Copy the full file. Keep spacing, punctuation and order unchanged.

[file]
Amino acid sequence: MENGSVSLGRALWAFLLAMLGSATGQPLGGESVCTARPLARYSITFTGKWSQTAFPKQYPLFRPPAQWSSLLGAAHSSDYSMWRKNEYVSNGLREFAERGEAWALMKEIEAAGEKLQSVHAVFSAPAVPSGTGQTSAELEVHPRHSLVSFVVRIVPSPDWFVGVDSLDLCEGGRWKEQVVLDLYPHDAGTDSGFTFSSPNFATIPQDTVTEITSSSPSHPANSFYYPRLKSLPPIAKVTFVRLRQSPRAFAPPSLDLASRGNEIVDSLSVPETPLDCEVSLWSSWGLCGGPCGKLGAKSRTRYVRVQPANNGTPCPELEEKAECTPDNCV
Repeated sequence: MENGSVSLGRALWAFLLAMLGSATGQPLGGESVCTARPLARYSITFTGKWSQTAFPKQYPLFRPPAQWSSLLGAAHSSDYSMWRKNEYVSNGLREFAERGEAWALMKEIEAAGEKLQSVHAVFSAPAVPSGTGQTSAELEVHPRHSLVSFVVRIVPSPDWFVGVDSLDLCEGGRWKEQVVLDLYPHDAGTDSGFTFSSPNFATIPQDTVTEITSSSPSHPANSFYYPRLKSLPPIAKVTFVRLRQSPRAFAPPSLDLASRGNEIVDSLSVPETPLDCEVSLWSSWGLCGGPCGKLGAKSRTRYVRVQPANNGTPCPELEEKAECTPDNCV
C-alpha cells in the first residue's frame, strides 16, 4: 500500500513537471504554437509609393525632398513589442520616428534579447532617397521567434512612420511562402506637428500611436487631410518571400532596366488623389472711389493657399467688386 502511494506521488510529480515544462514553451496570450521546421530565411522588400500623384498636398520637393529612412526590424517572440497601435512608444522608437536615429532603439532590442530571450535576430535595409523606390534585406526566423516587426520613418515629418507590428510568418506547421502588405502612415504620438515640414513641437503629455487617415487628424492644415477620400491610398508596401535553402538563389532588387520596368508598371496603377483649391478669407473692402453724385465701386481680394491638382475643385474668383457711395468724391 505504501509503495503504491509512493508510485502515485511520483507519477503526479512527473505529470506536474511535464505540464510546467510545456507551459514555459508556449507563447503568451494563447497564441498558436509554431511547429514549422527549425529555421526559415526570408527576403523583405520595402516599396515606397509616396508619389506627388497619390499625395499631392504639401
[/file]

Amino acid sequence: MENGSVSLGRALWAFLLAMLGSATGQPLGGESVCTARPLARYSITFTGKWSQTAFPKQYPLFRPPAQWSSLLGAAHSSDYSMWRKNEYVSNGLREFAERGEAWALMKEIEAAGEKLQSVHAVFSAPAVPSGTGQTSAELEVHPRHSLVSFVVRIVPSPDWFVGVDSLDLCEGGRWKEQVVLDLYPHDAGTDSGFTFSSPNFATIPQDTVTEITSSSPSHPANSFYYPRLKSLPPIAKVTFVRLRQSPRAFAPPSLDLASRGNEIVDSLSVPETPLDCEVSLWSSWGLCGGPCGKLGAKSRTRYVRVQPANNGTPCPELEEKAECTPDNCV
Repeated sequence: MENGSVSLGRALWAFLLAMLGSATGQPLGGESVCTARPLARYSITFTGKWSQTAFPKQYPLFRPPAQWSSLLGAAHSSDYSMWRKNEYVSNGLREFAERGEAWALMKEIEAAGEKLQSVHAVFSAPAVPSGTGQTSAELEVHPRHSLVSFVVRIVPSPDWFVGVDSLDLCEGGRWKEQVVLDLYPHDAGTDSGFTFSSPNFATIPQDTVTEITSSSPSHPANSFYYPRLKSLPPIAKVTFVRLRQSPRAFAPPSLDLASRGNEIVDSLSVPETPLDCEVSLWSSWGLCGGPCGKLGAKSRTRYVRVQPANNGTPCPELEEKAECTPDNCV
C-alpha cells in the first residue's frame, strides 16, 4: 500500500513537471504554437509609393525632398513589442520616428534579447532617397521567434512612420511562402506637428500611436487631410518571400532596366488623389472711389493657399467688386 502511494506521488510529480515544462514553451496570450521546421530565411522588400500623384498636398520637393529612412526590424517572440497601435512608444522608437536615429532603439532590442530571450535576430535595409523606390534585406526566423516587426520613418515629418507590428510568418506547421502588405502612415504620438515640414513641437503629455487617415487628424492644415477620400491610398508596401535553402538563389532588387520596368508598371496603377483649391478669407473692402453724385465701386481680394491638382475643385474668383457711395468724391 505504501509503495503504491509512493508510485502515485511520483507519477503526479512527473505529470506536474511535464505540464510546467510545456507551459514555459508556449507563447503568451494563447497564441498558436509554431511547429514549422527549425529555421526559415526570408527576403523583405520595402516599396515606397509616396508619389506627388497619390499625395499631392504639401